For the experimental campaign, Dr Hansford—together with Dr Stuart Turner (University of Leicester), Professor Andrew Shortland (Centre for Archaeological and Forensic Analysis, Cranfield University), and Professor Patrick Degryse (Centre for Archaeological Science, University of Leuven, Belgium)—used the Core X-ray Absorption Spectroscopy beamline (B18) at Diamond. This beamline is typically used for general-purpose X-ray absorption spectroscopy (with a highly focused beam), but in this case an unusual configuration was implemented. For the back-reflection EDXRD technique to work properly “the beam needs to illuminate as many crystallites as possible”, Dr Hansford explained, “we therefore chose to defocus the beam and increase its footprint on the sample”. The team also used a Si(111) monochromator to achieve their high-resolution spectral measurements and a silicon drift detector for X-ray detection.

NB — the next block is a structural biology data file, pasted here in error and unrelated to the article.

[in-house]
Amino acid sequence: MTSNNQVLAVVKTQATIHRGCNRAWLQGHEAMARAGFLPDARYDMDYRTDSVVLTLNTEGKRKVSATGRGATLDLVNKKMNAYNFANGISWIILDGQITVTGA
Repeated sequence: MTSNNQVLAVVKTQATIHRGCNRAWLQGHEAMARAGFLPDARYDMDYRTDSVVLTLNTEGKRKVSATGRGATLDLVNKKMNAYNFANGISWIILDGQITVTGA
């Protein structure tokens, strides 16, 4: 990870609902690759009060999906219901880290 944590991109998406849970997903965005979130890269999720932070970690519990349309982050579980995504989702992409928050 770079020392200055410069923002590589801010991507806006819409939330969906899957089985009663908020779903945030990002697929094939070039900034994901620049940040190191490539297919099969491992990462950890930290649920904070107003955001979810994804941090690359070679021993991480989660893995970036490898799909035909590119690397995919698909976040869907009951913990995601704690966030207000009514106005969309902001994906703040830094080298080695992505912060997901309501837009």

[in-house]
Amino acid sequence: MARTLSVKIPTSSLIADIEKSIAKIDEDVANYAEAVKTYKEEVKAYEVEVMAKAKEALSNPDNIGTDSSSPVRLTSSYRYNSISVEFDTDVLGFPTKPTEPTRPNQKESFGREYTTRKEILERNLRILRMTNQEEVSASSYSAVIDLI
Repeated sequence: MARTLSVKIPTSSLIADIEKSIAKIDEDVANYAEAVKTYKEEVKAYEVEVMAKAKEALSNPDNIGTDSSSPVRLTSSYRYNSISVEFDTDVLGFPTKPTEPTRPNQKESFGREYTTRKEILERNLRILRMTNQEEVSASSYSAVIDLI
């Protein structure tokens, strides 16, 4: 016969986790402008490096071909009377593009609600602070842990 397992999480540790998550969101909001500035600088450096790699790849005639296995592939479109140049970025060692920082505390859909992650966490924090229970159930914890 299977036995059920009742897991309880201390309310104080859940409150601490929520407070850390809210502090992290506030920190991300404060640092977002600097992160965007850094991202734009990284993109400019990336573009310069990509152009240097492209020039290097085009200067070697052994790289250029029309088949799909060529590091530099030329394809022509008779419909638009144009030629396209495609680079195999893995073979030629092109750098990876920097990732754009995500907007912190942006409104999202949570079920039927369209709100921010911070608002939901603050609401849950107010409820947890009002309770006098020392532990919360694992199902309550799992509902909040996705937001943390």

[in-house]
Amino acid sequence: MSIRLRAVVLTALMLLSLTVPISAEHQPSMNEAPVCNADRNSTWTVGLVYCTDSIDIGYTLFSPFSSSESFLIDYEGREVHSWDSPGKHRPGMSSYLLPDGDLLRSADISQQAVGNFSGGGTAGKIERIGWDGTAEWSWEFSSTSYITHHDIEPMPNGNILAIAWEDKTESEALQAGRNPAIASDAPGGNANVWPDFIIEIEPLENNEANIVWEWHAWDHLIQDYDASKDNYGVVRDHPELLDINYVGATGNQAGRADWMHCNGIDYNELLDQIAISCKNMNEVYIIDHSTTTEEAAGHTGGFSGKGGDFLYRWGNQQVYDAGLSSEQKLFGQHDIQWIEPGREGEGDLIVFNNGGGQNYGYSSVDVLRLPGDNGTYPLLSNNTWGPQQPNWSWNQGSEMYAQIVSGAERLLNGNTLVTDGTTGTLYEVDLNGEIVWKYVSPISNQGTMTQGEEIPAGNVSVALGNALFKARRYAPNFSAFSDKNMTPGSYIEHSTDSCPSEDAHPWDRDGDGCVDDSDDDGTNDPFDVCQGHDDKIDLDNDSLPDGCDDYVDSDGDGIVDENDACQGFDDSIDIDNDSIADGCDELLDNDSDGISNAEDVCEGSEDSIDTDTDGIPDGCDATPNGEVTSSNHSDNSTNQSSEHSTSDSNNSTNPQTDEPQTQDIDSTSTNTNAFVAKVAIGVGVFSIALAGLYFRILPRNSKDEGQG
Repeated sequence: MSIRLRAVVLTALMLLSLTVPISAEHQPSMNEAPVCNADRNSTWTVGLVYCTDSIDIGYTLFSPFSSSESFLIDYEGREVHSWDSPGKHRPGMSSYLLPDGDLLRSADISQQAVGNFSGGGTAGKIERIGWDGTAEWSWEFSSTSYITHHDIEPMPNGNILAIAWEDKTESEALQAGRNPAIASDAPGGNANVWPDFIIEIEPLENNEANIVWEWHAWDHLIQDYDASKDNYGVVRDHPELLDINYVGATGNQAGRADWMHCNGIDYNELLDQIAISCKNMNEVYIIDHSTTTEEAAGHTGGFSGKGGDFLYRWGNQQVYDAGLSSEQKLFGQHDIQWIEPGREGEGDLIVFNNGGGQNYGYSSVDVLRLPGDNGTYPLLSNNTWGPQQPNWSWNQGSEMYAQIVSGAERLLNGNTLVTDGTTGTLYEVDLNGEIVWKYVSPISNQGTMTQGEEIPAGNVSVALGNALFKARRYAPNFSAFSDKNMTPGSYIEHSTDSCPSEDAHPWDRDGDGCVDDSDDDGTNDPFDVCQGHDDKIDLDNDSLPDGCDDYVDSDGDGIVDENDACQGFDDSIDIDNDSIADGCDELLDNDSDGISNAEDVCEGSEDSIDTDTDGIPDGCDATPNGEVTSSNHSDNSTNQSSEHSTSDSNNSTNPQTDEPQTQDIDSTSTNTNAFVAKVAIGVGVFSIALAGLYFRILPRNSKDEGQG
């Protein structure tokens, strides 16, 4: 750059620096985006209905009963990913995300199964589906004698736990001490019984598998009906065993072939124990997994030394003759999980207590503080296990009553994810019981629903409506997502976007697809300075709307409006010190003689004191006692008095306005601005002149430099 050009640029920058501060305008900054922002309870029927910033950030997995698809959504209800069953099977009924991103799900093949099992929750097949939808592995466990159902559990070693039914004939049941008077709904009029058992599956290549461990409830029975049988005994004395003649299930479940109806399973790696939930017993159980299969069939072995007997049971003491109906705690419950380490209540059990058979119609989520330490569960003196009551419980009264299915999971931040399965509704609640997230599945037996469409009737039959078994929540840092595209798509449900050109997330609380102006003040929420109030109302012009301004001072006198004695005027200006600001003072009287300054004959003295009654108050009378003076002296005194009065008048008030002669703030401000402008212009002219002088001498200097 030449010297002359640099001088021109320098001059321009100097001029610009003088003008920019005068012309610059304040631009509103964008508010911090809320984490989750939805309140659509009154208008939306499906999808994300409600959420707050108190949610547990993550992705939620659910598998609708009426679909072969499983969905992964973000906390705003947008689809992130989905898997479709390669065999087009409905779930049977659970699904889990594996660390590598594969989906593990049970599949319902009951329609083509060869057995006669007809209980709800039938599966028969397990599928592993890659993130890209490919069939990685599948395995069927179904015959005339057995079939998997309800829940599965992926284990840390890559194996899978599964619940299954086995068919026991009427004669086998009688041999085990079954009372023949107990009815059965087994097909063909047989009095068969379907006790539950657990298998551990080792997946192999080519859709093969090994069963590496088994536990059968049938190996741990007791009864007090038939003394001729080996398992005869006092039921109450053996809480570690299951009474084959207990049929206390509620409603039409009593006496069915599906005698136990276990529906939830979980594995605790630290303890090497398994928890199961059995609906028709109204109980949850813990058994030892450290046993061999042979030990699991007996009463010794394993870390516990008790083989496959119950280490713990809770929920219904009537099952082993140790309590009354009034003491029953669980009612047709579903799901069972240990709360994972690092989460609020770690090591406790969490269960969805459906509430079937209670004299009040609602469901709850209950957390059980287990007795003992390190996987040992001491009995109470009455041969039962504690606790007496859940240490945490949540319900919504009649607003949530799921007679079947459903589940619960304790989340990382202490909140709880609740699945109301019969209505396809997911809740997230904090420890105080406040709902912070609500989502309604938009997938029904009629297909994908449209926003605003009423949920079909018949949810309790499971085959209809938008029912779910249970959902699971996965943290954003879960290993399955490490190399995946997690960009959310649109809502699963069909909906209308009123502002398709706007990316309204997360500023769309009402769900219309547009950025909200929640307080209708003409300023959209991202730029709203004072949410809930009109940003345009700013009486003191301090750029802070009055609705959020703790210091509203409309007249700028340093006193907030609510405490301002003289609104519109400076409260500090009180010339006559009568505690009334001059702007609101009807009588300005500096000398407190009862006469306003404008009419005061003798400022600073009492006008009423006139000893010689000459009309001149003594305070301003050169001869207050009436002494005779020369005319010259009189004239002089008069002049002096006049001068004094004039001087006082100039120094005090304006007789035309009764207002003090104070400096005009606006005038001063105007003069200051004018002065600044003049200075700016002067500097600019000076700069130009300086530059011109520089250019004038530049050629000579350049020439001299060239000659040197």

Several well-understood specimens were selected for the high-resolution back-reflection EDXRD tests (see Fig. 1). These included geologic samples (e.g. mica schist and chert), pressed-powder pellets (single minerals and complex assemblages), fossils, and archaeological objects. The scientists found that the results were insensitive to the shape and texture of a sample’s surface. In addition, moving the sample by up to 16 mm (in the sample–beam direction) made essentially no difference to the spectra. The team also successfully characterised unprepared geological samples and identified the mineral phase responsible for the colour of a Roman mosaic tessera.